Short-fiction updated again
I’ve made a tough decision and removed the ‘voting’ part of my story website (http://www.short-fiction.co.uk), after giving it a long consideration.
Luckily it wasn’t that hard to unhook the code – as there is only one php page to display all the stories – I just pass a ‘story id’ to the page, and it looks up it’s own content.
The trouble with having ‘votes’ for stories is that it is open to abuse, and an early ‘bad vote’ could put off both people from reading a story, and also the writer from ever contributing again. So voting out, and hopefully more feedback to the writers in.
I’m working on a ‘random story of the day/week/month’ – to help push people towards stories they might not have looked at – currently I’ve just put a random story up on the main page, which is selected every time you display the page.
Using MySQL to get a random row from the database is actually very easy – and there are many ways to do it. Instead of generating random ids/row numbers in my PHP code, I decided to let MySQL do all the work, and just give me a random row. For those of you who want to get random data out of the database, here’s how I do it – but remember it’s not the only way!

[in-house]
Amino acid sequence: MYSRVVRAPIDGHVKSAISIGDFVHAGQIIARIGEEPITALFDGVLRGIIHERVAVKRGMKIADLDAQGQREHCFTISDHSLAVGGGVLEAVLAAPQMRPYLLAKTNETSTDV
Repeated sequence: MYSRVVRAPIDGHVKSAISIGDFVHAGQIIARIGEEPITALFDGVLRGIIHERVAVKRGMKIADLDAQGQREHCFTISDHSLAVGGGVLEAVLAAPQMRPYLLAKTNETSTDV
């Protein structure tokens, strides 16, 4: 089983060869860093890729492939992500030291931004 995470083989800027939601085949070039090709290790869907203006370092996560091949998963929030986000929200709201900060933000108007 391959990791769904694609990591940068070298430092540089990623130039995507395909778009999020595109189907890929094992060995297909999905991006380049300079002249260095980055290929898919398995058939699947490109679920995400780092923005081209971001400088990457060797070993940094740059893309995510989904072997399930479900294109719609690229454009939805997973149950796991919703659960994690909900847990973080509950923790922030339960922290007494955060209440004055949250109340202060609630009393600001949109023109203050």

$sql_random_story = “SELECT * FROM sf_stories sfs where sfs.status=’S’ and category<>18 ORDER BY RAND(NOW()) LIMIT 1”;
$random_story_result = @mysql_query($sql_random_story,$connection) or die(mysql_error());
$sql_data_story = mysql_fetch_object($random_story_result);
Obviously the table name and where clause is specific to my set-up – but it gives you an idea. The sql will pull back a random ordered dataset, but limited to 1 row (that’s the important bit) – so you only get 1 row back. Unlike Oracle DB, the ordering is applied before the row limit – in oracle if you limit to x rows, that happens before the sort is applied, which is often useless!